I am cooking for 21 for our Thanksgiving gathering on Thursday. Our friends are all bringing appetizers, side dishes and desserts but the main meal is on me. You’d think making six dishes for that many people would be enough hassle but when I found myself in the meat section at Costco staring at a 6 lb pack of sliced pork bellies, I couldn’t help myself. I had this vision of a vast amount of diced pork belly in a spicy-sweet-tangy sauce under a liter or so of rendered pork fat and the responsible thing to do was to eat it along with 20 other people so none of us would die. That’s the kind of person I am: responsible.
I am, as I’ve said before, doing an Indianized Thanksgiving this year and so this will fit fine with the rest of the meal. Now pork may or may not be traditional at Thanksgiving but, believe me, no one is going to complain about having a more interesting meat than turkey on the table (even though I am giving the turkey a Kerala-style treatment, turkey is still turkey). Continue reading →
I had this rye on my list of potential reviews for November but was not super motivated to actually review it. But then last week everyone’s favourite whisky writer, good ol’ Jim Murray went and put it at #2 on his list of the best whiskies of 2015 and now I get to be very, very timely for once. As you know by now, the #1 whisky was a Canadian rye, a pick which even patriotic Canadians are having some difficulty getting behind. No, it’s not Whistlepig or even Lot 40, but some undistinguished rye from Crown Royal: Crown Royal Northern Harvest. Just in case you think that Comrade Murray is striking a blow for the common people (or for Canada even) please be advised that it’s his standard operating procedure to create as much controversy as he can. Still, the Crown Royal selection, as far as I can tell from what Canadians who’ve actually tasted the whisky are saying, seems analogous to picking Speyburn 10 or Jack Daniels as the top whisky of any year. Murray may well be taking the piss. Continue reading →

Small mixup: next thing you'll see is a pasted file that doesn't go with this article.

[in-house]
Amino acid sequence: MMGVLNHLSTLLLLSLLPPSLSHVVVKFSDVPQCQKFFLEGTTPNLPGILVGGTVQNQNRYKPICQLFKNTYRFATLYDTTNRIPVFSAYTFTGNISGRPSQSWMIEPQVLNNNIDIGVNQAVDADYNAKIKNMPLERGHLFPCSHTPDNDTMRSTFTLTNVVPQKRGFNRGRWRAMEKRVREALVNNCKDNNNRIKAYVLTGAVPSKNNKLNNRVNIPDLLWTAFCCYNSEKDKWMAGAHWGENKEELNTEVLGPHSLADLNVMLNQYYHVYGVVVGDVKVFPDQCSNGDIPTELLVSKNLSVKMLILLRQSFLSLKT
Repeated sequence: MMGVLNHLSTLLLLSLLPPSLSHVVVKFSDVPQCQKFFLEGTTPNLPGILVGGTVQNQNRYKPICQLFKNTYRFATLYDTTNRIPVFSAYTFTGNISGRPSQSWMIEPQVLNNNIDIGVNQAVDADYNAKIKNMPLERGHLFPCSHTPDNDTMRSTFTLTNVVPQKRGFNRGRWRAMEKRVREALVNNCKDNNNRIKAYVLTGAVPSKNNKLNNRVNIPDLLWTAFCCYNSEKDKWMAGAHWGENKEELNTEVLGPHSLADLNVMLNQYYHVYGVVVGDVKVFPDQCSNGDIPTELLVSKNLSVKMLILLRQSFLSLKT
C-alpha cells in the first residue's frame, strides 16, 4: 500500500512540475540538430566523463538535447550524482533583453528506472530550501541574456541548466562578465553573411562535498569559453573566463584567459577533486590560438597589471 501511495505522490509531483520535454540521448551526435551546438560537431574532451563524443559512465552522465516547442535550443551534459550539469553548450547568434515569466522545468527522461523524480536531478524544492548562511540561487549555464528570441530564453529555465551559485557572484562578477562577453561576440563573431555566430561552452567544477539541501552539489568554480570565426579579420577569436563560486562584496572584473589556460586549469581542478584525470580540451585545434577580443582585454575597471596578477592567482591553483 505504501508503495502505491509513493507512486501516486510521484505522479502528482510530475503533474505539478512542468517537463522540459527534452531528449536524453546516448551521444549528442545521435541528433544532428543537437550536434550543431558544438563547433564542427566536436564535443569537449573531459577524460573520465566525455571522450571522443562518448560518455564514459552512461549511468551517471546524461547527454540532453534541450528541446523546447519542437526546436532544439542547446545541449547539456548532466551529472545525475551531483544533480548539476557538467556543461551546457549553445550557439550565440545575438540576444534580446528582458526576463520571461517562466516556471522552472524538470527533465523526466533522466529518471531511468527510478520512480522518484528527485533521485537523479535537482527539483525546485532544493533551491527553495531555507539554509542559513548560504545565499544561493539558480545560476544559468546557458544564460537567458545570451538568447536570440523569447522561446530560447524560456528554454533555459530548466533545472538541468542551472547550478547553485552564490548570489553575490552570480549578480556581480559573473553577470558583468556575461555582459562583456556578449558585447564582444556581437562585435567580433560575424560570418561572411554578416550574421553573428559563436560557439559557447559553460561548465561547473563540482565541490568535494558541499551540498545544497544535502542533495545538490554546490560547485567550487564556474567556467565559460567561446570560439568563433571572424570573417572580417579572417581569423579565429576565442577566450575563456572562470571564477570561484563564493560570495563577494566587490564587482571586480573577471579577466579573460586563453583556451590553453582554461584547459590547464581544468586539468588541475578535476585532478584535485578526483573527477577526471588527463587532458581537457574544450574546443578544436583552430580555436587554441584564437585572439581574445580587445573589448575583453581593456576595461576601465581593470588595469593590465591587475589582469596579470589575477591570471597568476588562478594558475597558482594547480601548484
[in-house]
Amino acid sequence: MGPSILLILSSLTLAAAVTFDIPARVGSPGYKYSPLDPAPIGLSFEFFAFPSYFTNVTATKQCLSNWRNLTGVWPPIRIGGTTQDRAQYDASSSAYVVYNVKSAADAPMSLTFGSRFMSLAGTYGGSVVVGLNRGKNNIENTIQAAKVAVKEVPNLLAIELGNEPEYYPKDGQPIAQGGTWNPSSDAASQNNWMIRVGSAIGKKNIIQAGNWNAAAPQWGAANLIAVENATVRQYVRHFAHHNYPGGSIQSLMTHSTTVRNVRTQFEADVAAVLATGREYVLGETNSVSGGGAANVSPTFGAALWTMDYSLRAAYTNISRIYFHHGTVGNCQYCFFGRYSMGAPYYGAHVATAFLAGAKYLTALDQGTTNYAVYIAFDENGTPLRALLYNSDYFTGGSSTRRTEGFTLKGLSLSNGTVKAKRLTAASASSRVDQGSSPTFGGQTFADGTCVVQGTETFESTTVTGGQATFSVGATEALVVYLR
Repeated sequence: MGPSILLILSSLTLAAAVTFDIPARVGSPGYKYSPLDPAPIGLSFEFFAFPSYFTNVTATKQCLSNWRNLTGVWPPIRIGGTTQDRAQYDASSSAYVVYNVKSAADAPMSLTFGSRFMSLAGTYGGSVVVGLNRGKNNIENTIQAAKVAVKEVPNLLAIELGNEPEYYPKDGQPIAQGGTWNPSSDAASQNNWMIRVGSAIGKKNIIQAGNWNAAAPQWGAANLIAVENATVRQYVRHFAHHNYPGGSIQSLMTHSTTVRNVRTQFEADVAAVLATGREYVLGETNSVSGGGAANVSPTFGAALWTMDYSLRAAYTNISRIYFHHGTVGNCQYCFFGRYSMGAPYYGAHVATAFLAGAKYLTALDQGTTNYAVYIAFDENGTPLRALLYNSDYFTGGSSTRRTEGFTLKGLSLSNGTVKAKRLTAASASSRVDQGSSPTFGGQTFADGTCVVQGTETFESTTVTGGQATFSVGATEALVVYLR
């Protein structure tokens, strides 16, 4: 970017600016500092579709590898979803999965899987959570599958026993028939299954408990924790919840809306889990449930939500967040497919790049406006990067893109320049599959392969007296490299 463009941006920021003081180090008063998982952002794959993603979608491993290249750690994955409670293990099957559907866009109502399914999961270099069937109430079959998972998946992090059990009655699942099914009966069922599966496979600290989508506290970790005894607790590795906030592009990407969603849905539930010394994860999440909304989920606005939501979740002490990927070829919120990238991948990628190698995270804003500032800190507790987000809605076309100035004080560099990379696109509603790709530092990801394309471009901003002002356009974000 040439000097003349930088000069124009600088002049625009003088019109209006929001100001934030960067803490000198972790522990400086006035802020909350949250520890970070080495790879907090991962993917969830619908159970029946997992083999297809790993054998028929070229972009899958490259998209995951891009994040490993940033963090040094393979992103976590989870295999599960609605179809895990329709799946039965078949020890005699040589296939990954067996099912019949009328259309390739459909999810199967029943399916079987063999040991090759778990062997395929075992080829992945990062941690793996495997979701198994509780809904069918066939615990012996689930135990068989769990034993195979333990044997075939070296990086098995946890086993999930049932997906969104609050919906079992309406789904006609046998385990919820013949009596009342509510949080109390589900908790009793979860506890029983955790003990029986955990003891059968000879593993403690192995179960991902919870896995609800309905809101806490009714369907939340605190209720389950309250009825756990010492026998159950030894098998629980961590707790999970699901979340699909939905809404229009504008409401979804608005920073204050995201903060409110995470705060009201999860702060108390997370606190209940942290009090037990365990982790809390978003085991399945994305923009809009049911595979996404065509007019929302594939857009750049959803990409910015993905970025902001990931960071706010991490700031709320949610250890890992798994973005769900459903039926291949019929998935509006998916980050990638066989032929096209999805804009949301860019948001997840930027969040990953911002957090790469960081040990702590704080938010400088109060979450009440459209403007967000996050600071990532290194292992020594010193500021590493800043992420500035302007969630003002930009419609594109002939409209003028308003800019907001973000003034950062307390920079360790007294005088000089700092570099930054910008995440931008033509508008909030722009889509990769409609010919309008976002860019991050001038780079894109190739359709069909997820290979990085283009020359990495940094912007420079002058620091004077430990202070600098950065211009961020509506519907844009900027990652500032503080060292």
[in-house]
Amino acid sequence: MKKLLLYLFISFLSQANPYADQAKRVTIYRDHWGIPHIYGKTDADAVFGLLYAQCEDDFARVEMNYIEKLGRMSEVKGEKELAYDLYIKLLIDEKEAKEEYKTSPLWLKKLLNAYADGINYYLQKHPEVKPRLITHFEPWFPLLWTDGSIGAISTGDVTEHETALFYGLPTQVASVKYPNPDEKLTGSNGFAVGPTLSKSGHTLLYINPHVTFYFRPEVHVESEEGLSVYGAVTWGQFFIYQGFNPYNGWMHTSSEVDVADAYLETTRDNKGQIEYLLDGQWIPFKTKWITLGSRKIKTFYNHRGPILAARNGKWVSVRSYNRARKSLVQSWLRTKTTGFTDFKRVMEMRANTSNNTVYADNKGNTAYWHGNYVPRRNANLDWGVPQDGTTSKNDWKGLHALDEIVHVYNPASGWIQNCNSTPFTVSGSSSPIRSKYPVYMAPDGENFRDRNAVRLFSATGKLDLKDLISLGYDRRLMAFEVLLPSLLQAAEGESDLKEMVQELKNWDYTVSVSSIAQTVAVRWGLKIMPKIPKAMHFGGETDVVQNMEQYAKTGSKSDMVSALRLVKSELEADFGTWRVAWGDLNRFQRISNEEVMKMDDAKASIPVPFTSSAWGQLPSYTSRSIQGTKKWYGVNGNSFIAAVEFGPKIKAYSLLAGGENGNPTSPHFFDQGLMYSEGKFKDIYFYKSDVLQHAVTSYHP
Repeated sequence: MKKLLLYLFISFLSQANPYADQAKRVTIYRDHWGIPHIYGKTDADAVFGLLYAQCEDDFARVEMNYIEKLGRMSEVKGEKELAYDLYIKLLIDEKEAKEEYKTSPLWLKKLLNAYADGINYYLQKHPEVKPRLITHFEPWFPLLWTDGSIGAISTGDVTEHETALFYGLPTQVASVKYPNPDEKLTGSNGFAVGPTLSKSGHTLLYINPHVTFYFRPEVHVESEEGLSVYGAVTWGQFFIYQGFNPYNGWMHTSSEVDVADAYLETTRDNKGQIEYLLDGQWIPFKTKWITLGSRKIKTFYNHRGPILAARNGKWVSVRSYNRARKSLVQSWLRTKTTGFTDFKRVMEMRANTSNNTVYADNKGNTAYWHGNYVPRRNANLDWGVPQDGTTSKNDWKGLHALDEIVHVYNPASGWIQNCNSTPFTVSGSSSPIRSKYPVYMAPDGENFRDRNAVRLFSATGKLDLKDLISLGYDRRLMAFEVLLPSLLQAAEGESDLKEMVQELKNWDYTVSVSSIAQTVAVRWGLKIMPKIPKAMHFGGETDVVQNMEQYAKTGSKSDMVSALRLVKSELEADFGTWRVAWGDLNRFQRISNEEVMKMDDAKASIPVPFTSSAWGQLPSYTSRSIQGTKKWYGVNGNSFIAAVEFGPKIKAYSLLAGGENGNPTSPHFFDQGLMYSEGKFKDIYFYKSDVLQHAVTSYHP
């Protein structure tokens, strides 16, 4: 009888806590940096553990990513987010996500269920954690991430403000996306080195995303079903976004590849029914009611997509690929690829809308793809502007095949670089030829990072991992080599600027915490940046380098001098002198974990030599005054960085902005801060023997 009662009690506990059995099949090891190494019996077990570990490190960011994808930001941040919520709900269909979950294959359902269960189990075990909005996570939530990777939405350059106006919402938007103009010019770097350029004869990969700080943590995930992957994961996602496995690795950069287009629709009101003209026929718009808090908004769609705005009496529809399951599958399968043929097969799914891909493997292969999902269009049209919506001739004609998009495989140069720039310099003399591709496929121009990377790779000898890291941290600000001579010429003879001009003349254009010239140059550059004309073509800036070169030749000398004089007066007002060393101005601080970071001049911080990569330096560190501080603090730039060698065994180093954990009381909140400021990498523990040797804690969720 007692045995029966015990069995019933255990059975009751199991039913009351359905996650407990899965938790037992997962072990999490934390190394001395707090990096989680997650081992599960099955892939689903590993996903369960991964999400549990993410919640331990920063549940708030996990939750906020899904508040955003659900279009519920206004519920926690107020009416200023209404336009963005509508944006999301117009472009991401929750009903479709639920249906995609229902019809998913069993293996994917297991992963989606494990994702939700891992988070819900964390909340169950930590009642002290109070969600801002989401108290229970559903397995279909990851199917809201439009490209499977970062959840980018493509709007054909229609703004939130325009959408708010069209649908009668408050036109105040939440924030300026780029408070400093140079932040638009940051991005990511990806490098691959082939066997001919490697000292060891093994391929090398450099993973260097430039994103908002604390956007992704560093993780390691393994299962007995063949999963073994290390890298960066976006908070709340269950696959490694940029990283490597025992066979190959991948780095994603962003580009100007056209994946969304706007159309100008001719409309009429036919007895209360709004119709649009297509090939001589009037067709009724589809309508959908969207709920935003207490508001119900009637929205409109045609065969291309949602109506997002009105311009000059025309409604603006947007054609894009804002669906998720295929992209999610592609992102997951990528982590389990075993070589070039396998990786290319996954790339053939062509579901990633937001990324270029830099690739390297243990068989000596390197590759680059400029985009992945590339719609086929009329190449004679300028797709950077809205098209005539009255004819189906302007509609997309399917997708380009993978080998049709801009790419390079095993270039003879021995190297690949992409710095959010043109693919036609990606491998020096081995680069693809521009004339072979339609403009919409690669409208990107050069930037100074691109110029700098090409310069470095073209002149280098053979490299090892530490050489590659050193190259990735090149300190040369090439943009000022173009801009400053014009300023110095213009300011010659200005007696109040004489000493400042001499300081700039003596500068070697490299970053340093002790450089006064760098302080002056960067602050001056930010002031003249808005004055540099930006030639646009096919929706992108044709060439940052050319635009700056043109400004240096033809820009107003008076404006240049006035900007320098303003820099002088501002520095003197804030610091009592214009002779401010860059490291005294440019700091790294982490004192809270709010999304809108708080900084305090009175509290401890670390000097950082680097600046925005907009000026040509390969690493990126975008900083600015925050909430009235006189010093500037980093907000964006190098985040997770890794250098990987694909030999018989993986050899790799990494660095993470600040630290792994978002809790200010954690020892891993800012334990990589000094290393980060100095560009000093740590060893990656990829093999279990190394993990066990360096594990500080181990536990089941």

This is a somewhat unusual whisky. It is a blend but apparently a single cask blend: what this means is that malt new make and grain new make were blended into a cask upon distillation in 1979 and married in the cask for the entire period of maturation. And this period of maturation was long indeed: 33 years. As to whether the malt and grain components were distilled at the same distillery, I don’t now. If so, that would narrow the source considerably as there are not very many distilleries that are/were set up to distill both malt and grain. It’s also not clear who initiated this single cask blend (a distillery? an independent blender?) or to what purpose. What we do know is that this cask was bottled by Svenska Eldvatten, who have bottled a number of other vintage releases of uncertain origin. The cask is said to be sherry but this release was of only 197 bottles. Given everything else that’s unusual about this it is possible that this was a sherry hogshead. Continue reading →
As mentioned earlier, I am doing an Indian Thanksgiving this year (please construct your own ironic, historical joke). I’ve already posted the recipe I improvised for spicy cranberry chutney; in place of the roast turkey I’m going to do braised turkey drumsticks in the style of a Kerala “roast” (I’m going to do a dry run with a couple of drumsticks tomorrow, and if it turns out well I’ll post that recipe on Tuesday); I’m also making a Bengali-style sweet pulao in place of stuffing; and I’m making two dishes with roasted squash: one a spicy and sour soup with tamarind and coconut milk, and the other this mash with ghee and garam masala. I made a test batch today and it came out quite well. I might tweak it a bit for the main event but so that I remember what I did here’s the base recipe. Continue reading →